Measuring Time by Craig Lamont

11.30 pm.

Tonight, I won’t sleep. Dead relatives stand still in my dreams these past few nights.

I put the lamp on, breathe out. I think of the lights going off in other houses as I decide if I’m up for reading. Across the shadow line of this hemisphere a wall of dreams is taking shape, like clouds on the edge of the weather report, dispersing as the day wheels round.

It is in these moments that you often notice your breathing and you realise you’ve been taking it for granted. Sleeping and breathing, breathing in spite of it all. Even before you were born, the collective breathing dating back. That great grandmother who immigrated, poor and disowned, armed only with the wrong religion and a strong will. These twists of fate in the roots of your family tree somehow led to your being. Somewhere it began, in spite of the hard wind and the rain. You arrived.

Stasis by Ellie Roy

Dust floated in aimless specks in and out of the golden light flooding in through the attic’s sole window.  It was really more of a crawlspace, with a growing number of cardboard boxes among other miscellany crowding the floorboards and only a couple of square feet where one could stand up without craning the head to the side.  The slightest movement between the boxes sent up another small gust of disturbed cobwebs and dust-bunnies.  Leighton sneezed and stacked the newly filled box she was holding on top of another to her right, weaving her way through the growing cardboard towers.

People say that moving house is one of the most stressful things a human can do.  Leighton, meanwhile, felt nothing save a numb sort of relief.  You pick up everything you own, gather all the material pieces of your life, and pack them away to be used another day—if not abandoned altogether.  The temptation to do so was certainly there, and it was unavoidable.  The opportunity to recreate herself.  Destroy the past.  Rebuild from scratch.  She was moving somewhere nobody knew her story or her name.  Hell, she could even choose new ones if she wanted.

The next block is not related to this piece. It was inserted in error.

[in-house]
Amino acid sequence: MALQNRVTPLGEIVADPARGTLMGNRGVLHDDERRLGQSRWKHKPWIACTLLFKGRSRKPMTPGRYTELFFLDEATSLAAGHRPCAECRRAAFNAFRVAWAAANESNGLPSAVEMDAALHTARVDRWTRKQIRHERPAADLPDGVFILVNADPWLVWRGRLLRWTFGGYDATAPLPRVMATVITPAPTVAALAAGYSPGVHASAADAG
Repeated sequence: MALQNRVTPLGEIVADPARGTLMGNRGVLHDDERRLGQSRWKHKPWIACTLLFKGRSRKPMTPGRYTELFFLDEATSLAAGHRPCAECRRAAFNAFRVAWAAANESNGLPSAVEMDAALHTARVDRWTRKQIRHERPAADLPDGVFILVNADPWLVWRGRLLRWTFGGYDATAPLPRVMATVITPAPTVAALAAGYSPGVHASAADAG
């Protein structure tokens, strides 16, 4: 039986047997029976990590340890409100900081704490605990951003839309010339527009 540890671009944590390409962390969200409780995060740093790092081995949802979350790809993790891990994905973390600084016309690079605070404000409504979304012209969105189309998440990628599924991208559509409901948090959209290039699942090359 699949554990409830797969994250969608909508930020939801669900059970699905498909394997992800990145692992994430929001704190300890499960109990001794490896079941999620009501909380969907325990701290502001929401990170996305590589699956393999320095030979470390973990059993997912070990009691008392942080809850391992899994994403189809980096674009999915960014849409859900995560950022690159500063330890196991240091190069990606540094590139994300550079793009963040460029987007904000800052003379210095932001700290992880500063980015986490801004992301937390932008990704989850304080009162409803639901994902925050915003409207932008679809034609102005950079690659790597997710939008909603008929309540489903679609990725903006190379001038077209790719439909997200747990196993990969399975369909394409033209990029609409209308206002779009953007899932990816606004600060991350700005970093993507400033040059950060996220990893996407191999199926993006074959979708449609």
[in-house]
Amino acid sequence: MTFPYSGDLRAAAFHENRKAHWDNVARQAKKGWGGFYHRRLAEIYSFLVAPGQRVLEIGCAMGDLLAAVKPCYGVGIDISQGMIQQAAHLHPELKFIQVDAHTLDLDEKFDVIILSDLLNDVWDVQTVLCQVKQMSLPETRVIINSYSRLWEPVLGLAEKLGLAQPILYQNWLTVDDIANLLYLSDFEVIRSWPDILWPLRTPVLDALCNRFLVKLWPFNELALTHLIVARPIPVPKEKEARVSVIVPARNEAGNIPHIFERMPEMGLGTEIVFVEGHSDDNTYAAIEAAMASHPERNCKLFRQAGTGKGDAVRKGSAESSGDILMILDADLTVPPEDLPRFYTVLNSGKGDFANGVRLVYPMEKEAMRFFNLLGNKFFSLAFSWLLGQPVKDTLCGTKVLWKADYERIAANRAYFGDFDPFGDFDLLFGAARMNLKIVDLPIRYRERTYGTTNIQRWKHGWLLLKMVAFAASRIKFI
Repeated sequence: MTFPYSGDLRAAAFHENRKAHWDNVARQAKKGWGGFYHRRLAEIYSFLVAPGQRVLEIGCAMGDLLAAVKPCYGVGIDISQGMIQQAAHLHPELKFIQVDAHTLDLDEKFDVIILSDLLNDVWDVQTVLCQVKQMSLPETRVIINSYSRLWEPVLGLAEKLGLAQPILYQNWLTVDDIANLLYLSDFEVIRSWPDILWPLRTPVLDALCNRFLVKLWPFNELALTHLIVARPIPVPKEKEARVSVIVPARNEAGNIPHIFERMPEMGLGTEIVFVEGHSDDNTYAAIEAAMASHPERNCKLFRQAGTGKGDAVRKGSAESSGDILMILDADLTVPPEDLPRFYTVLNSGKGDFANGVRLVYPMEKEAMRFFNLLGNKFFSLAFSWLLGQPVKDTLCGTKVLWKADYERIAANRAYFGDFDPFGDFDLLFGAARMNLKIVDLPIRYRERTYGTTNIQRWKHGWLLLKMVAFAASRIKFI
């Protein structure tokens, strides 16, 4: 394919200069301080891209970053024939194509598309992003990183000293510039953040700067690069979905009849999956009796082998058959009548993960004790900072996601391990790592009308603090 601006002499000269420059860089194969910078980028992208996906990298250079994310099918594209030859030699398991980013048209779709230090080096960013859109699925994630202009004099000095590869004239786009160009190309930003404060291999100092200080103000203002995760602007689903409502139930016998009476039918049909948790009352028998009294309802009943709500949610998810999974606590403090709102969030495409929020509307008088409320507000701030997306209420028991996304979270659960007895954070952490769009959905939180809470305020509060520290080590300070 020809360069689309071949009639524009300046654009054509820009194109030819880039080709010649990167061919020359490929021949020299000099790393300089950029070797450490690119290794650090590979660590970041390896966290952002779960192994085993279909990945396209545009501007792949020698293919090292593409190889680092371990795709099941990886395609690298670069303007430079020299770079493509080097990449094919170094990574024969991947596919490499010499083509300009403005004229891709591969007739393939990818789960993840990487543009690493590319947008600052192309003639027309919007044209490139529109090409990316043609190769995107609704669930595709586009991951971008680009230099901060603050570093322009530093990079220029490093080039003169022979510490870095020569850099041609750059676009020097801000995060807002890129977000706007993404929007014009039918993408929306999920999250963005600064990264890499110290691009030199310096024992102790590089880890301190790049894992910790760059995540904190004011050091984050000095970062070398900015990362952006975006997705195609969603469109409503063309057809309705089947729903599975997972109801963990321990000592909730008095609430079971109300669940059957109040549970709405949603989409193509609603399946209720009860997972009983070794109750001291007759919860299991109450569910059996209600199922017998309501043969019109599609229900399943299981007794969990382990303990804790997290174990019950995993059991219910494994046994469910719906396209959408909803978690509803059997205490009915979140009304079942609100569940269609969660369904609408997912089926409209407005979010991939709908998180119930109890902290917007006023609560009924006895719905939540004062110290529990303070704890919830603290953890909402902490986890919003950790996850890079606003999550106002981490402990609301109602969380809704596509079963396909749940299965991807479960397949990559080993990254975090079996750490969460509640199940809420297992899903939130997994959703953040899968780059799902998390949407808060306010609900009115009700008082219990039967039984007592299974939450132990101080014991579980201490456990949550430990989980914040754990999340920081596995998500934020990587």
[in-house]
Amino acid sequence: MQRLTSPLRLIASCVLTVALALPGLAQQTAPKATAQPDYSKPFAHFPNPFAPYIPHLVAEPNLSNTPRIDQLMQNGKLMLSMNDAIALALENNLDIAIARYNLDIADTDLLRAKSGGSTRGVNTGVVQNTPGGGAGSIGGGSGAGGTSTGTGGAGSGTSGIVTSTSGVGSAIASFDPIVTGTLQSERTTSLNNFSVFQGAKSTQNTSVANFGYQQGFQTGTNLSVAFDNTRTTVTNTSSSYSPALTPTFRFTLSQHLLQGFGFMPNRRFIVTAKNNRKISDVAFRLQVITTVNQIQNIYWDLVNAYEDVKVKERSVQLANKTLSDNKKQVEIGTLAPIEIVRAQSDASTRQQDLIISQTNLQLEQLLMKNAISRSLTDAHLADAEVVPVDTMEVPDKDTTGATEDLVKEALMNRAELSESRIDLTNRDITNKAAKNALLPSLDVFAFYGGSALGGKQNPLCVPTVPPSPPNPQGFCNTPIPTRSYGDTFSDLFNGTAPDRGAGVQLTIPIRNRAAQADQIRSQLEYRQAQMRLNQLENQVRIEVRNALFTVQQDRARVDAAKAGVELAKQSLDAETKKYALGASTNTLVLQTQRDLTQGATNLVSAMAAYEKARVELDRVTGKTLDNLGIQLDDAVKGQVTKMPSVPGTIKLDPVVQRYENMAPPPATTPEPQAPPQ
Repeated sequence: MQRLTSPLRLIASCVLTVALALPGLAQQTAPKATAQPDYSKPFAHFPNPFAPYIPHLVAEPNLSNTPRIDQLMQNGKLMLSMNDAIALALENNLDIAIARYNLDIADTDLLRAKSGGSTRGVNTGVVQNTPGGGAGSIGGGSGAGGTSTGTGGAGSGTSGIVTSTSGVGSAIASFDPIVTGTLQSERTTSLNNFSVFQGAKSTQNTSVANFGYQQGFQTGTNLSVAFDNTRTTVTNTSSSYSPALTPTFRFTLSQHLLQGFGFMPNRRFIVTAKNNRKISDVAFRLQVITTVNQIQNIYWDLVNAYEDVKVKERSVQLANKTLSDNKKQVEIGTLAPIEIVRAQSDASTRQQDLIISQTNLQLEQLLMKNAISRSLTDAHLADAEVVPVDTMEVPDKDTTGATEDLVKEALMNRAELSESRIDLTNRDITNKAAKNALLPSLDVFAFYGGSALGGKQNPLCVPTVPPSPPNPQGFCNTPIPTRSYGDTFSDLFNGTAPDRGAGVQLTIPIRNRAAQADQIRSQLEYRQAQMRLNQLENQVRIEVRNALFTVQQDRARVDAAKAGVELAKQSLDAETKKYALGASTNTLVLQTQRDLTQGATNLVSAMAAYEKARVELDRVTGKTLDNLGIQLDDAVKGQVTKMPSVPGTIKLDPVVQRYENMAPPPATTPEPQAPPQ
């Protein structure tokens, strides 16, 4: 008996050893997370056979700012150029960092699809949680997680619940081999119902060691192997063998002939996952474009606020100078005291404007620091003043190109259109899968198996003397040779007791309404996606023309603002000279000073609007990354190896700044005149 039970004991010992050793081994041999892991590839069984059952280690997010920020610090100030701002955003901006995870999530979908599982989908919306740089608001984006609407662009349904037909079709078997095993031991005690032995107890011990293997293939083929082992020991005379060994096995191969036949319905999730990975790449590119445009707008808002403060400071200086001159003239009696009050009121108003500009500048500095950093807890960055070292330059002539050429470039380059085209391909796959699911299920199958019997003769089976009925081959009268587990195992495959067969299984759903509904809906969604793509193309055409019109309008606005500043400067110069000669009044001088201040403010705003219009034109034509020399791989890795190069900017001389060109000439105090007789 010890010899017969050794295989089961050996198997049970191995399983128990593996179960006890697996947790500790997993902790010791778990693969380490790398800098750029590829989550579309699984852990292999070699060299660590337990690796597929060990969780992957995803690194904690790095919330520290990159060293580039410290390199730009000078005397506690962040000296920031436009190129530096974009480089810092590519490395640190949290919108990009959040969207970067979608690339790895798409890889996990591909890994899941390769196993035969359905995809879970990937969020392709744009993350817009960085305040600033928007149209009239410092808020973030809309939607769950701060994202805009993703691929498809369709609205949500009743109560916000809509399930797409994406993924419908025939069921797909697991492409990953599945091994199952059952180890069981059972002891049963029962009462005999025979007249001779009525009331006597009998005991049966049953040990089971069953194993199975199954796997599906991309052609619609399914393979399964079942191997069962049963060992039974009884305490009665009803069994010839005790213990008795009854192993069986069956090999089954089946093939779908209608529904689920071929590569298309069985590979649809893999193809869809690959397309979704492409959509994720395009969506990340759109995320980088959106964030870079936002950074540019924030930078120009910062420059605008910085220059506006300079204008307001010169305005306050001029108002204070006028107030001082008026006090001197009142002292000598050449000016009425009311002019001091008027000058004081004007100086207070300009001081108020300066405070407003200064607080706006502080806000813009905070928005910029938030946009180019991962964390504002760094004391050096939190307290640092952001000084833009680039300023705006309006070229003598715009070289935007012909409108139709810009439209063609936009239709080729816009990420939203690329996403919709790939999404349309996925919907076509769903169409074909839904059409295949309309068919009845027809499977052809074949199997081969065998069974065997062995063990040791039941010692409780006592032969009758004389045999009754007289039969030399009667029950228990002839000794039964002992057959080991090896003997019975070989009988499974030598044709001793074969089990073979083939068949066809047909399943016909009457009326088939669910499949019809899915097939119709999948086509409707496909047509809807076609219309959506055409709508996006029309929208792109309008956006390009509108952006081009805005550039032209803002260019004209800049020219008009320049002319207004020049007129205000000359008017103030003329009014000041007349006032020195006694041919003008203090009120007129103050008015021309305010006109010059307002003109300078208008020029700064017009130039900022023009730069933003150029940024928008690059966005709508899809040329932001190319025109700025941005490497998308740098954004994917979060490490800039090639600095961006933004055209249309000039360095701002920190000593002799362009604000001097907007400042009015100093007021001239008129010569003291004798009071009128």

Chalkboard of Consciousness by Yash Seyedbagheri     

They know only that you smoke pot. Terms like “addict,” “troubled,” and “stoner” are bandied about. Counselors are recommended. But you’re eighteen. Counselors are for fucked up, abandoned thirteen-year olds. Middle-aged lechers.

They cannot know what it means to smoke pot. They claimed they dabbled back in the day but had to grow up. Put childish things behind.

When you smoke, labels are wiped away by a feeling you call a chalkboard of consciousness. It’s like the idea of John Locke’s tabula rasa, but with a chalkboard hovering in your consciousness, wiped clear of waste and labels. It’s ready to be filled with something else, something of your own choosing.

Watch Your Weight by Joe Giordano

Skyrocketing numbers of obese Americans have triggered an epidemic of type-2 diabetes leading to deteriorating health for millions, so I’m supporting the legislative proposal to make wearing the newest Apple Watch obligatory. With bouquet-recognition and hand-motion monitoring, the timepiece’s diet mode automatically senses what you’re eating and the mouthfuls you’ve taken, alerting you when your permissible calorie threshold is approaching. Should you exceed your limit or, God forbid, someone tempts you by placing a crème brûlée within sniffing distance, the stage-one feedback response zaps your wrist with an electric shock.

When The Pendulum Swings Too Far by Jenny Butler

The group were weary. They had reached the deserted settlement, black-clad pilgrims comprised of masters, priests, prophets, messengers, and six big German Shepherds. The meaning of the place, Xtul, was “the end” in Yucatec Maya, which they had taken as a sign that they should settle there. At first it seemed desolate and without hope but they held out until they received a communication. Some among them believed beings had accompanied them along the journey but more important were the felt presences in this new land. The beings here were altogether unique, apparitions of translucent shapes, amorphous blobs that moved slowly and deliberately, others appearing jewelled and shining or human-sized billowing forms.

The Language of Birds by Gary Glass

The hermit thrush has an ethereal flutey call. It composes its serenades in a minor Dorian mode, structured around an ascending scale that concludes with a coy come-hithering, the phrase being repeated at various rather awkwardly connected pitches. Actually, like most birds, it has a variety of calls — even the “mute” swan, which sings like a crow eating a cricket. The so-called “trumpeter” swan sounds something like a hoarse goose. Many a purple poet has assayed to paint the hermit’s song in lyric:

 

gone beyond all going on beyond real gone

gone beyond all going on beyond real gone

gone beyond all going on beyond real gone